Tahr hunters contributing to kea conservation

Media Statement                                                                          

29 April 2021

Tahr hunters contributing to kea conservation

The NZ Tahr Foundation, Kea Conservation Trust and Game Animal Council have collaborated to develop the Tahr Ballot Kea Sightings Project.

With the annual tahr rut getting underway, tahr ballot block holders are being asked to record their kea sightings to help conserve kea in the central Southern Alps.

“Kea are a fantastic part of the mountain hunting experience in the Southern Alps, and given how much time tahr hunters spend in the backcountry they are ideally positioned to help monitor these special alpine parrots,” says NZ Tahr Foundation Scientific Advisor Kaylyn Pinney.

Each hunting party receives a Tahr Ballot Kea Sightings Project pamphlet along with the NZ Tahr Foundation’s tahr returns and information booklet at the helipad before being flown in to their ballot block. They are requested to record their kea sightings on the pamphlet and submit it along with their tahr returns in a dedicated box at the hanger following their flight out.

“This project will help provide valuable information to the kea database and ensure better management decisions are made for kea in the future,” says Tamsin Orr-Walker, Chair of the Kea Conservation Trust. “We know that kea are attracted to tahr carcasses and tahr hunters have a lot of interaction with the birds so this project is a really great way for them to help contribute information on kea ecology and behaviour.”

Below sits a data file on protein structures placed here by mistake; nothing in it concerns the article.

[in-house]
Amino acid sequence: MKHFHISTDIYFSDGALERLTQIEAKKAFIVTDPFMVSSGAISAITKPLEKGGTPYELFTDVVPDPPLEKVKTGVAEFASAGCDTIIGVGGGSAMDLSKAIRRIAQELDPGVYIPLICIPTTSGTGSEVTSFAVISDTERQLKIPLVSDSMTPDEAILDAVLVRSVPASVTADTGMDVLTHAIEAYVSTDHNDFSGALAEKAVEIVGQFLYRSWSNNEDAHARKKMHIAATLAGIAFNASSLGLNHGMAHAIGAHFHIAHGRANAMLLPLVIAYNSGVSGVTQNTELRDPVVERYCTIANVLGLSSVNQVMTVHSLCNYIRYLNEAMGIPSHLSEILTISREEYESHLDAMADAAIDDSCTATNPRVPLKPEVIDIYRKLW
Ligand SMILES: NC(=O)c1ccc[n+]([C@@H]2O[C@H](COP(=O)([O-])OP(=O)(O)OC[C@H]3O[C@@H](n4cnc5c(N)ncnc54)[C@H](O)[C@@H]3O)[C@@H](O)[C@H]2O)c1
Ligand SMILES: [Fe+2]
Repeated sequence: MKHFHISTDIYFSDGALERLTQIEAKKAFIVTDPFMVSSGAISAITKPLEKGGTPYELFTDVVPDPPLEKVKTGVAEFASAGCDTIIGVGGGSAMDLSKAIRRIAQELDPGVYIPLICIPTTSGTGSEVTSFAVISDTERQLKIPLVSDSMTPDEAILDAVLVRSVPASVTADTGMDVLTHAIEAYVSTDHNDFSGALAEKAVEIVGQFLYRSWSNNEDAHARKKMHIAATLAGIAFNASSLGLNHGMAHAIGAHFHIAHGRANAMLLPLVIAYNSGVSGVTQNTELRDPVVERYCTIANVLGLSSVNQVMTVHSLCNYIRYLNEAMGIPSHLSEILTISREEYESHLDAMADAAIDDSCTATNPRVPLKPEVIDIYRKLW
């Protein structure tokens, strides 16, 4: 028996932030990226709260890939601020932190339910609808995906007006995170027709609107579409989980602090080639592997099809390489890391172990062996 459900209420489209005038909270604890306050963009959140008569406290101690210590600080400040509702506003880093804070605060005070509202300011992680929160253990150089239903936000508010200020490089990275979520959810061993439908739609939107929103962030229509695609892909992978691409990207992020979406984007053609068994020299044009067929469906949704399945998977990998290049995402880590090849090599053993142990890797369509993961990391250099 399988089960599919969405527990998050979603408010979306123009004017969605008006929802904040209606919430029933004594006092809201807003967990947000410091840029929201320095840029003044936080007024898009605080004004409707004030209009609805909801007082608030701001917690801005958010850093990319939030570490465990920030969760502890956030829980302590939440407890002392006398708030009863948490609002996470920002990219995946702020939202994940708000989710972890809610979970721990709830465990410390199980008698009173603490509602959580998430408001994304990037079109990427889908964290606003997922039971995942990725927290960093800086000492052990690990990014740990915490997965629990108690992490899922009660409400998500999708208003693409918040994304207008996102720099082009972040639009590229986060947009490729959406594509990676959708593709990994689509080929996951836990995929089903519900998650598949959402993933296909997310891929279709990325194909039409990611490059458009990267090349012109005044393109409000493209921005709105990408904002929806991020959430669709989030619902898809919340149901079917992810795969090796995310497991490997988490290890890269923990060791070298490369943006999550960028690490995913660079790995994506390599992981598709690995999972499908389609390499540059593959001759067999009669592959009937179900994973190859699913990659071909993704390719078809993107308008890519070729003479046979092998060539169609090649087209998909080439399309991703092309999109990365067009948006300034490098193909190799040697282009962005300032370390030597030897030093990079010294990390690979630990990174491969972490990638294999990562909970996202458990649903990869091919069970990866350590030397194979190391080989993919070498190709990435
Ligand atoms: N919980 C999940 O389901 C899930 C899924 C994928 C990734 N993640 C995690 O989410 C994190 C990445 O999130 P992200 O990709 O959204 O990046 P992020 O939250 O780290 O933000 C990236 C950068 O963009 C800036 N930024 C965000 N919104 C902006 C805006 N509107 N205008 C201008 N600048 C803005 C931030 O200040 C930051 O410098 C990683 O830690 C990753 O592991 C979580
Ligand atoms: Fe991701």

“Tahr hunters are really passionate about kea and many already do support kea conservation,” says Game Animal Council General Manager Tim Gale. “This project is a great example of how hunters, who spend long periods in the mountains, can contribute to achieve good outcomes for native species.”

The kea sightings pamphlet asks for detailed recordings including; sex, age, behaviour and if any leg bands are identifiable. Hunting parties are also provided information to help identify different kea. 

“A big thank you goes to the helicopter operators who have come on board to help facilitate the distribution and returns of both the kea sightings pamphlet and tahr returns booklet,” says Pinney. “It is this on-the-ground support that is so important to ensure the success of a project such as this.”

While the Tahr Ballot Kea Sightings Project is specific to tahr ballot holders, other hunters and members of the public are encouraged to report kea sightings at www.keadatabase.nz.